His boss was a crotchety old guy who ran the Texaco gas station with an iron fist and a greasy hand. The boy liked him even though he never once saw the old man smile. It was a good part-time job and he learned how to change oil and grease cars, two skills he never used much as he got older but were good to know nevertheless.
For high school graduation that year, his boss gave him a telephoto lens for his camera.
“Thought you could use this,” he said, handing him an unadorned cardboard box while they were taking a break from working in the garage. Then he went back to changing a head gasket.
The boy was stunned “Thank you!”
The old man just grunted and said, “Hand me that ¾ inch socket wrench, will you?”
The next day the boy went into the woods with his camera and new lens. He climbed a tree and waited. And waited. And waited some more. He was looking for the perfect shot, but it never came.
Back at work the following day, he told his boss he’d used the new lens, and that even though he hadn’t seen anything worth photographing he’d had fun anyway. The old man wiped his hands and nodded. “Good,” he said. “I thought you’d like it.” He was quiet for a moment, then said, “Come here. I want to show you something.”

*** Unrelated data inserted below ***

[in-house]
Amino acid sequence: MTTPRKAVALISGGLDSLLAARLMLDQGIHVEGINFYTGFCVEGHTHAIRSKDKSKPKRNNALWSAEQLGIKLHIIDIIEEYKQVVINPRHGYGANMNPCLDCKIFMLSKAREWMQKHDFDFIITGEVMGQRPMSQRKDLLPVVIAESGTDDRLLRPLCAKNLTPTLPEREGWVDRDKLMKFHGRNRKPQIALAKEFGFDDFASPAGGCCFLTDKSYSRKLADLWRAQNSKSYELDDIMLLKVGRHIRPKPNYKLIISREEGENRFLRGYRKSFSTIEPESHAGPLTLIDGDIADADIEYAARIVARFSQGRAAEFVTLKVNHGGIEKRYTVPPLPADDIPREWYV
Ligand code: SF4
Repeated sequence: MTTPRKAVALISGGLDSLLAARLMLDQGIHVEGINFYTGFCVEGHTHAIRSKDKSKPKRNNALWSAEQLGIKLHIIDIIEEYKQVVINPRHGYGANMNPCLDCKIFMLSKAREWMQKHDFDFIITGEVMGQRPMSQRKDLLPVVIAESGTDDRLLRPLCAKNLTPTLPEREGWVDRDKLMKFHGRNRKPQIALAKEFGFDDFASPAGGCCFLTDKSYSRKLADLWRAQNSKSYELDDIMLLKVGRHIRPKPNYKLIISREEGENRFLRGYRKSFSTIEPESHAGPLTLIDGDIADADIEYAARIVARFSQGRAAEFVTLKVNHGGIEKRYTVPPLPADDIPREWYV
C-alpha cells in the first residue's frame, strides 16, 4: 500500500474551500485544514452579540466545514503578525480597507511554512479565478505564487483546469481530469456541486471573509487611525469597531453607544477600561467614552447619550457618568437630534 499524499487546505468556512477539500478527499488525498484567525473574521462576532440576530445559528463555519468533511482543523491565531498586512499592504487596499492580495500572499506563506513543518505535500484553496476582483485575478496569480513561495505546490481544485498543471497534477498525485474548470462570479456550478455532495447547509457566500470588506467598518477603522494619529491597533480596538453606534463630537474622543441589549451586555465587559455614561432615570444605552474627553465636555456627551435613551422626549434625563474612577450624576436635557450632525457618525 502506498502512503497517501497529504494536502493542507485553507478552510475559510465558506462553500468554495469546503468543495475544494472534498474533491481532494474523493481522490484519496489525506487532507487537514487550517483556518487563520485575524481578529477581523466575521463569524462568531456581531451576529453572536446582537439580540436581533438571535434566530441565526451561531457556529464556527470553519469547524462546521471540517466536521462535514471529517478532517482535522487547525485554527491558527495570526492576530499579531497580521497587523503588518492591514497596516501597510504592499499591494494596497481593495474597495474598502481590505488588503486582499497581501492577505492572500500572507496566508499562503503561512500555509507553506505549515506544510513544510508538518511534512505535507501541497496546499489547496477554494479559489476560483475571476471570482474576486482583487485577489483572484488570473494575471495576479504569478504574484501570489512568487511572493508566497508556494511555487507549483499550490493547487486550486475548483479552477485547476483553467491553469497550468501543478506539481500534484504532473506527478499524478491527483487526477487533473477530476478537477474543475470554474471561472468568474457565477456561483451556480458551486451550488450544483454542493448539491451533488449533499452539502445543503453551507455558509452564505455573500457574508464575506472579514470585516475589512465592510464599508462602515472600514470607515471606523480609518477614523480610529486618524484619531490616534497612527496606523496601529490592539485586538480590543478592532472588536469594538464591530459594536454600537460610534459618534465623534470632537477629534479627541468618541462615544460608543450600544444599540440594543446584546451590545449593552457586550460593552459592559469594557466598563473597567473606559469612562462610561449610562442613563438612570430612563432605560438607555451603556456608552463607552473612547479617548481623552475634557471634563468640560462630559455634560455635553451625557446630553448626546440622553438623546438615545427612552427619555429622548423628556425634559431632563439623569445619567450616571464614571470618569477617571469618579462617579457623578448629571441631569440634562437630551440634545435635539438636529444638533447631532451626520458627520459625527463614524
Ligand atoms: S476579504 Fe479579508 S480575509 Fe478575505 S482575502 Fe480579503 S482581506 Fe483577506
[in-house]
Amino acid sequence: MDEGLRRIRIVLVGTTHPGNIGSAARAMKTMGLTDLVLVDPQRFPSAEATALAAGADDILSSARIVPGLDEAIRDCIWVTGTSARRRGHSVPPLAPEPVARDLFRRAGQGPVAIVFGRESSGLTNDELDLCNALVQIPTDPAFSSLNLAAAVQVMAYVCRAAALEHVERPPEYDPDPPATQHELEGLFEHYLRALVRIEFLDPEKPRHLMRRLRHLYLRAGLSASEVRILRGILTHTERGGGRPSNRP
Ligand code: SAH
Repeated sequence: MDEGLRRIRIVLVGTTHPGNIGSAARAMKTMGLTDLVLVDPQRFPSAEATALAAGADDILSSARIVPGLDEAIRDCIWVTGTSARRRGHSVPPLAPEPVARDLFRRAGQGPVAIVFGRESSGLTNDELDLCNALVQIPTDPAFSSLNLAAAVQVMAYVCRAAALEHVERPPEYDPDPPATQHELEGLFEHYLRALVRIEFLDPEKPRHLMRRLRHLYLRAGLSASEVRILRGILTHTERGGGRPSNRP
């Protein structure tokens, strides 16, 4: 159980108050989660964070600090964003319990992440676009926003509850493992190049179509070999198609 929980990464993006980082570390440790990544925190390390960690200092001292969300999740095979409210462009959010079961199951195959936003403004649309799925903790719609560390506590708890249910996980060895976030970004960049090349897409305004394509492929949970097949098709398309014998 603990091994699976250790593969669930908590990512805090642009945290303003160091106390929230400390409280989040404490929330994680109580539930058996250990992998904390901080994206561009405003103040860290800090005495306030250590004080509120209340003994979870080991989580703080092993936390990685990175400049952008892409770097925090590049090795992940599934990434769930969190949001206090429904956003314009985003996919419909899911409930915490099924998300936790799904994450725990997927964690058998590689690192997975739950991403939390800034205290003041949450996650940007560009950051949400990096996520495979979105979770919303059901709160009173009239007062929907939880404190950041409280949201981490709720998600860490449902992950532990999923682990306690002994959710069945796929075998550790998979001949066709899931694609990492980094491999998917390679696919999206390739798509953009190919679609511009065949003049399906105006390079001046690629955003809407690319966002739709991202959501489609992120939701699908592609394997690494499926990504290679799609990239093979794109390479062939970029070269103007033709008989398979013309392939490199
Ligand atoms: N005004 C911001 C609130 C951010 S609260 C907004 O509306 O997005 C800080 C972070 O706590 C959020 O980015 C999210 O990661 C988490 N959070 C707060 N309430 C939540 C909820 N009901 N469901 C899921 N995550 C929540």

They went back into his cluttered office. His boss opened a file cabinet and took out a folder. He handed it to the boy. “Here. You might enjoy looking at these.” The boy opened it up. It was full of outdoor color photos. To the boy’s untrained eye, they were beautifully composed. There were photos of lakes, landscapes, and mountain ranges. There were sunsets and moonrises. Storm clouds and flowering meadows. The boy was speechless. The old man smiled. “If you stick with it, you’ll take better pictures than these.”
When the boy finally found his voice, he said, “I’ll never be this good.”
The old man grinned and clasped him on the shoulder. “Sure you can. You just need to practice.”
And back to work they both went.
Words could not express the boy’s gratitude for the lens, nor the hidden friendship shown by the old man; the kind and caring concern hidden beneath his greasy demeanor.
That perfect shot? It never came, although the boy always kept his camera handy just in case. And that was fine with him. He learned over the years to enjoy being outside and looking at birds and animals and trees and the seeing world in a different way. Kind of like an artist might.
He took a lot of photos too. Some of them weren’t too bad. They captured the feeling of the scene and the beauty of nature. Like the old man had done in the photos he showed him on that long ago day. Deep down in his heart, he has the feeling his old boss would like the ones he’s taken throughout his life. Especially the ones with the lens the old man had given him. All those outdoor landscapes. Yeah, especially those.
About the author
Jim lives in a small town in Minnesota. He loves to write! His stories and poems have appeared in over four hundred online and print publications. To learn more and to see all of his work, check out his blog at: www.theviewfromlonglake.wordpress.com.
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